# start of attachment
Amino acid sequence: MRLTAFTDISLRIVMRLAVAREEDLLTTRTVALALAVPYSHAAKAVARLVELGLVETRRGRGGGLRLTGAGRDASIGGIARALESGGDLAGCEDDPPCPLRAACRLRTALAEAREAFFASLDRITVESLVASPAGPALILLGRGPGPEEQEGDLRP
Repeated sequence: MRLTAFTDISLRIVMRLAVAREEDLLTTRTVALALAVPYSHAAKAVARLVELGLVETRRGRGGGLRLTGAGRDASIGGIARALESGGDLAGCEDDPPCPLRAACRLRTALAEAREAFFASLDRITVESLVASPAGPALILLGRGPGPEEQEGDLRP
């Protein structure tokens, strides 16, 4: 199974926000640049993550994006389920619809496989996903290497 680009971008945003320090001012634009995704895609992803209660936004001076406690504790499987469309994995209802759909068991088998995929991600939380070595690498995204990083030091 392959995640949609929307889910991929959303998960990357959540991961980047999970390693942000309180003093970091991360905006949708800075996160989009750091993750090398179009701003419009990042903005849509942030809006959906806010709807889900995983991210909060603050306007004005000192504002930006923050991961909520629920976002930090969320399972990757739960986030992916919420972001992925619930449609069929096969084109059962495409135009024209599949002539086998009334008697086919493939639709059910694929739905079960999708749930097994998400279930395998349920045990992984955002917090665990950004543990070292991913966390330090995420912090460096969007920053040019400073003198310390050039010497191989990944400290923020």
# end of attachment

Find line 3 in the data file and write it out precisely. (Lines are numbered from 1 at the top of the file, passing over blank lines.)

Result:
């Protein structure tokens, strides 16, 4: 199974926000640049993550994006389920619809496989996903290497 680009971008945003320090001012634009995704895609992803209660936004001076406690504790499987469309994995209802759909068991088998995929991600939380070595690498995204990083030091 392959995640949609929307889910991929959303998960990357959540991961980047999970390693942000309180003093970091991360905006949708800075996160989009750091993750090398179009701003419009990042903005849509942030809006959906806010709807889900995983991210909060603050306007004005000192504002930006923050991961909520629920976002930090969320399972990757739960986030992916919420972001992925619930449609069929096969084109059962495409135009024209599949002539086998009334008697086919493939639709059910694929739905079960999708749930097994998400279930395998349920045990992984955002917090665990950004543990070292991913966390330090995420912090460096969007920053040019400073003198310390050039010497191989990944400290923020």